I know what Mage is talking about. I recall as a very young visiting nurse, I cared for several elders (mostly from Europe)whose homes were caught in a time warp. There were obvious maintanence issues like peeling wallpaper, paper & water stains, but in addition there was lots of "stuff" and anything considered good was covered with throws. I remember thinking that when I was older, I didn't want to live like this hence my minimalist attitude has evolved since downsizing & moving to a condo. What a blessing that we found this place. I like Mage's idea.....maybe she could elaborate on it. Have a great w/end, Ronni. Dee

I get used to things the way they are and like them. In addition, I really don't give a flip if anyone else likes my decor or my clothes or my hairstyle. That's one of the things I enjoy about being my age. I'll let my kids worry about my tacky estate sale.

Dee and others...
That 300,000 readers in Patty's story is an error. It's more like 4500, maybe 5000.

I remember when my Mother was in her early 70s and complained about her carpet. She and Dad could afford to replace it and I encouraged her to do so. "It's just too much trouble" she said. Now at 75 I have more sympathy for her attitude. Choosing the kind and color, scheduling the work, moving all the little things, watching men handle your favorite and old furniture...It is all very disruptive. And my Dad did not like "a lot of strangers in the house."
We've done business with the same carpet store for 47 years so their workers are like old friends. I am going to miss them now that they have been run out of business by the big box stores. That's another story for another time.

Holy cats! Every three years!!
I think I'll go lie down.
And I just looked into one of the closets that we would have to empty....two aspirins and then lie down.

This is a sore subject. I spent a good part of my younger years organizing and doing repairs and sometimes painting for residential clients who I would now consider elders. I repainted most of my parents' oversize home in my own mid years. And I look around here and realize that most of the place hasn't been repainted since we moved in -- 1992!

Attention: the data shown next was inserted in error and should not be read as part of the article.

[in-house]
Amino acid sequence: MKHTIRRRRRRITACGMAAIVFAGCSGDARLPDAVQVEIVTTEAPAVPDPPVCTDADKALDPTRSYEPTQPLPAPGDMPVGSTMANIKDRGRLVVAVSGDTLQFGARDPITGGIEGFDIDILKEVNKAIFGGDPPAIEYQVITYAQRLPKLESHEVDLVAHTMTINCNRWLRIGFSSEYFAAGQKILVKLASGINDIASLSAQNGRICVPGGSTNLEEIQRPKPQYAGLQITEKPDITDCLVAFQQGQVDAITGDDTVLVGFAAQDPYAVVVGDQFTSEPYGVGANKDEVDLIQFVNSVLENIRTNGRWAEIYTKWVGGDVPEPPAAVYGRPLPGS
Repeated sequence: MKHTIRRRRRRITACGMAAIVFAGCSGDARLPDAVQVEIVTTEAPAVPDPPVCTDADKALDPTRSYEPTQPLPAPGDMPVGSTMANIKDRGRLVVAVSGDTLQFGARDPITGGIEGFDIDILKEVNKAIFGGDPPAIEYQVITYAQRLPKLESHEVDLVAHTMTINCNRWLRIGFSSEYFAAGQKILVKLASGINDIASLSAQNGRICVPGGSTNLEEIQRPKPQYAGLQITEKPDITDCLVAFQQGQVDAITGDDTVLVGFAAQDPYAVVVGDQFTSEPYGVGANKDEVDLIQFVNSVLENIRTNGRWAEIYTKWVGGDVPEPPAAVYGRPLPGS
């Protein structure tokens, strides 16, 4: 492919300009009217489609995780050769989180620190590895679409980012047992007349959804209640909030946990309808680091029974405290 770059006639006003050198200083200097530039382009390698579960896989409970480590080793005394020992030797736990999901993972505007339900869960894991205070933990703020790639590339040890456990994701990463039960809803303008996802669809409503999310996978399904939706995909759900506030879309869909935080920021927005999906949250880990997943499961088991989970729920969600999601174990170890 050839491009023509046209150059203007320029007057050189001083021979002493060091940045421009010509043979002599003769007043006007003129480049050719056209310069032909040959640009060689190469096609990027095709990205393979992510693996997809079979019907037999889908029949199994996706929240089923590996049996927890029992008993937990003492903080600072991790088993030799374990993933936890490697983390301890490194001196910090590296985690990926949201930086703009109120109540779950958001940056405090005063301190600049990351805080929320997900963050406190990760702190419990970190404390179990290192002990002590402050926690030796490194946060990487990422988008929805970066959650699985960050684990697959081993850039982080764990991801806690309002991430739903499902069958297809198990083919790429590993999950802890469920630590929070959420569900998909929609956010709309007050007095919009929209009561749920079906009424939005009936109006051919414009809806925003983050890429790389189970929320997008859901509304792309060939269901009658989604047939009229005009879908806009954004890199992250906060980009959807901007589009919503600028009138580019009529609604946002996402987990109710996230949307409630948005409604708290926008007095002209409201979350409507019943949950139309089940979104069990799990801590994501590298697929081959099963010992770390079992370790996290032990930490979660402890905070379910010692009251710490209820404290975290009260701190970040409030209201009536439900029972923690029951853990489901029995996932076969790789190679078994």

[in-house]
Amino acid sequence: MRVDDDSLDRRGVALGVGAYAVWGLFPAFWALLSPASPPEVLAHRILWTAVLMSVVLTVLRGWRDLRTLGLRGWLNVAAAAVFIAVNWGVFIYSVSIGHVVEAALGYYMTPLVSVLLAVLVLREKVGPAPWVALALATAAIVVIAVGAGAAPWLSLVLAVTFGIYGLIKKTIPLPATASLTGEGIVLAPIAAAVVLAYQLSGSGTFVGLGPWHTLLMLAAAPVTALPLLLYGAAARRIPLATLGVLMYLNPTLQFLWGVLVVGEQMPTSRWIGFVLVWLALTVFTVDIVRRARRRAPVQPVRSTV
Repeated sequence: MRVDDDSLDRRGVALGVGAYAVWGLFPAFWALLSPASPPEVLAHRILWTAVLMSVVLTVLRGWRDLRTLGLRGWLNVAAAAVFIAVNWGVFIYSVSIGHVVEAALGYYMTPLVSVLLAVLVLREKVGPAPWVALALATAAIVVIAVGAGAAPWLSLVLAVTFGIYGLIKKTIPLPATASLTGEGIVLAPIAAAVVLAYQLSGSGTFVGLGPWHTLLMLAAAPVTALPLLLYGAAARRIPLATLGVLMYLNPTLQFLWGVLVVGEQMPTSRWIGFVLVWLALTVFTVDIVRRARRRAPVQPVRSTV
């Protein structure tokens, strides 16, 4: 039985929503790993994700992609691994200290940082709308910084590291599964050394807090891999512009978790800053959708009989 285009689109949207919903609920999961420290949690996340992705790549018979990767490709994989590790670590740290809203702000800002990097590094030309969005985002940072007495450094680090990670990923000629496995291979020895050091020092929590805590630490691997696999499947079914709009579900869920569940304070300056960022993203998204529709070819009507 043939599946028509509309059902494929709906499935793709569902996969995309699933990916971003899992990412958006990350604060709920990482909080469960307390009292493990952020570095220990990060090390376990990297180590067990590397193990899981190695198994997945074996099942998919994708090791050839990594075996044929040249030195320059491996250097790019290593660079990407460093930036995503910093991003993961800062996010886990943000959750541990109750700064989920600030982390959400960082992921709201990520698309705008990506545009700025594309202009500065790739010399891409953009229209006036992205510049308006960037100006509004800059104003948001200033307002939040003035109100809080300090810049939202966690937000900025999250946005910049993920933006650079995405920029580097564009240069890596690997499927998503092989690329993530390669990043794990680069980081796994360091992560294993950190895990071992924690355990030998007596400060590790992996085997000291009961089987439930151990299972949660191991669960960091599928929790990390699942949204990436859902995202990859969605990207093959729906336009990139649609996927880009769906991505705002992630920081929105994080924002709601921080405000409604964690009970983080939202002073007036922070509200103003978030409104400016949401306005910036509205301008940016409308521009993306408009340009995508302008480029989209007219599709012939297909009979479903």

As for decor: how about "late parental furniture." We combined the more desirable or at least sentimentally preferred contents of two households with "early thrift store" found items that we had accumulated. We're cluttered and mostly comfortable, though we could use another room for my partner's fiber arts!

And moving all of this stuff around in order to brighten and repair is just an appalling thought. I always feel as if I had better things to do than suffer that disruption.

Yet when I was fixing up my parents' home and those of all those clients, I promised myself I would not live like this ... You may have just offered me a good nudge.

Every year for several now, I have been offered the choice to have my apartment painted--or not. After 13 years, it really needs it, but I can't face it. The huge collections of books, record albums (yes, still records), photographs, would all have to be moved. I can barely stand the thought of having it done for me when and if I move to be nearer my children, but temporarily? I'll look at smudged and chipped walls, thank you.

I get things as I like them and the thought of redecorating is anathema to me. Now I do change the art on the walls sometimes but painting those walls, well I should but I just don't look at them enough to make it a priority. I have thought I might be getting more lax about such as I age. I know my furniture is worn (cat scratched too) but right now that's not important to me either. As for kids doing it for parents, I have kids but cannot imagine asking for that from them but then for now I can still do it-- if I wanted... I am though very cautious about getting up on things for the reason you mentioned. Two steps on a stepladder seems about enough :)

I wish my landlord had to paint every few years. However, he must have used good paint because I've been here 5 years and it's still fine. I have the neatest thingy that grabs cobwebs that manages my high ceilings and walls nicely without my risking life and limb. Move? I don't think so unless I decide to blow this God-forsaken town.

I was thinking of moving to a new building for elders but decided that it would put me crazy (or is that crazier?) because the rooms were so tiny and wouldn't hold my stuff. I like my stuff. And giving up the built-in bookshelves in my bedroom is niot happening.